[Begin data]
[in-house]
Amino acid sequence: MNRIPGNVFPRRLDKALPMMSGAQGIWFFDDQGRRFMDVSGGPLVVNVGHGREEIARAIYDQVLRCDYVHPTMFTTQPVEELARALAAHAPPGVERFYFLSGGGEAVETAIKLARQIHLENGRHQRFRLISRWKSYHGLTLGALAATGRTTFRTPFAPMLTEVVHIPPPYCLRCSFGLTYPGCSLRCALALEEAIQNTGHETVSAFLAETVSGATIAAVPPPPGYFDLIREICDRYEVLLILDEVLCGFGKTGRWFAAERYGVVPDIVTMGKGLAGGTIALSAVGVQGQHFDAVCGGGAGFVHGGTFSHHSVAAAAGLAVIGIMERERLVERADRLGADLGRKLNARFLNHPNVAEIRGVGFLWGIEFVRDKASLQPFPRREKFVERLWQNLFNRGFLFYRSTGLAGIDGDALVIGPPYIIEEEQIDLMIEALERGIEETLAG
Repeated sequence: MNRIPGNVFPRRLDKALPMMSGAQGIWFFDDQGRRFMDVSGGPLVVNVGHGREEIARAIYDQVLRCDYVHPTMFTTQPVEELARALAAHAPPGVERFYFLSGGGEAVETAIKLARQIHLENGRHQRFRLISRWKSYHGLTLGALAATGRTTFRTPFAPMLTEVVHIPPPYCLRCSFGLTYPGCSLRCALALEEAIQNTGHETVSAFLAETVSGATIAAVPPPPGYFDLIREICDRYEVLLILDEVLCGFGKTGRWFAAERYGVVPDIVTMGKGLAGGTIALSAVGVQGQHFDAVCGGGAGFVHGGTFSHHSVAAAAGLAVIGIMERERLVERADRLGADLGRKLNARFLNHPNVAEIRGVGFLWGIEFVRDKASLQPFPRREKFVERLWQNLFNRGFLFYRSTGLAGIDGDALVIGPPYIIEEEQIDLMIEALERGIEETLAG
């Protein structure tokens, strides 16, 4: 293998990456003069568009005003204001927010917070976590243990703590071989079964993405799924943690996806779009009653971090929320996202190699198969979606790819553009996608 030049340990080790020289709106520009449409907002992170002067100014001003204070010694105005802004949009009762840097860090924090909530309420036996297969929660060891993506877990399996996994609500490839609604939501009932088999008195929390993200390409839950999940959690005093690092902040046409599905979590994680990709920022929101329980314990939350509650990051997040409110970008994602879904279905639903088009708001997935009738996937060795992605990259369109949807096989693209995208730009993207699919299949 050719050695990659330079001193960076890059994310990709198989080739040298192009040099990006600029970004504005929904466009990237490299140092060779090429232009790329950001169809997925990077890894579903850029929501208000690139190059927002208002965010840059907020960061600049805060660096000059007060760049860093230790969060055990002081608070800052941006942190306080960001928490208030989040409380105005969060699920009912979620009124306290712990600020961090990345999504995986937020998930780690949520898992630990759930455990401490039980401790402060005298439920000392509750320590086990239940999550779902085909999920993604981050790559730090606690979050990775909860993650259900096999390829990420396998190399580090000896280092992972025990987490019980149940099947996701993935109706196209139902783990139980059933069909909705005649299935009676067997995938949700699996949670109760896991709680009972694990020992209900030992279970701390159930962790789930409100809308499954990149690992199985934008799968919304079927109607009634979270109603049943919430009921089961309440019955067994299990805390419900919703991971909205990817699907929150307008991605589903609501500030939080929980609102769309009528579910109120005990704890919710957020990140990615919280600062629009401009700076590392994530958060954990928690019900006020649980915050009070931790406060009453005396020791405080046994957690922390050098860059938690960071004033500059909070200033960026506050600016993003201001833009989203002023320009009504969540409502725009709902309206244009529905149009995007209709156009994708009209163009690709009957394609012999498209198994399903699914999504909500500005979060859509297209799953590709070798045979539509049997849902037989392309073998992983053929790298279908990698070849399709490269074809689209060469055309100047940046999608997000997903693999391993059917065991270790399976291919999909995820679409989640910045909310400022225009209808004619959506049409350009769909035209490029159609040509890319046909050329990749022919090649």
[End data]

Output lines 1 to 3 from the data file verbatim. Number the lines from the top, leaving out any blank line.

[in-house]
Amino acid sequence: MNRIPGNVFPRRLDKALPMMSGAQGIWFFDDQGRRFMDVSGGPLVVNVGHGREEIARAIYDQVLRCDYVHPTMFTTQPVEELARALAAHAPPGVERFYFLSGGGEAVETAIKLARQIHLENGRHQRFRLISRWKSYHGLTLGALAATGRTTFRTPFAPMLTEVVHIPPPYCLRCSFGLTYPGCSLRCALALEEAIQNTGHETVSAFLAETVSGATIAAVPPPPGYFDLIREICDRYEVLLILDEVLCGFGKTGRWFAAERYGVVPDIVTMGKGLAGGTIALSAVGVQGQHFDAVCGGGAGFVHGGTFSHHSVAAAAGLAVIGIMERERLVERADRLGADLGRKLNARFLNHPNVAEIRGVGFLWGIEFVRDKASLQPFPRREKFVERLWQNLFNRGFLFYRSTGLAGIDGDALVIGPPYIIEEEQIDLMIEALERGIEETLAG
Repeated sequence: MNRIPGNVFPRRLDKALPMMSGAQGIWFFDDQGRRFMDVSGGPLVVNVGHGREEIARAIYDQVLRCDYVHPTMFTTQPVEELARALAAHAPPGVERFYFLSGGGEAVETAIKLARQIHLENGRHQRFRLISRWKSYHGLTLGALAATGRTTFRTPFAPMLTEVVHIPPPYCLRCSFGLTYPGCSLRCALALEEAIQNTGHETVSAFLAETVSGATIAAVPPPPGYFDLIREICDRYEVLLILDEVLCGFGKTGRWFAAERYGVVPDIVTMGKGLAGGTIALSAVGVQGQHFDAVCGGGAGFVHGGTFSHHSVAAAAGLAVIGIMERERLVERADRLGADLGRKLNARFLNHPNVAEIRGVGFLWGIEFVRDKASLQPFPRREKFVERLWQNLFNRGFLFYRSTGLAGIDGDALVIGPPYIIEEEQIDLMIEALERGIEETLAG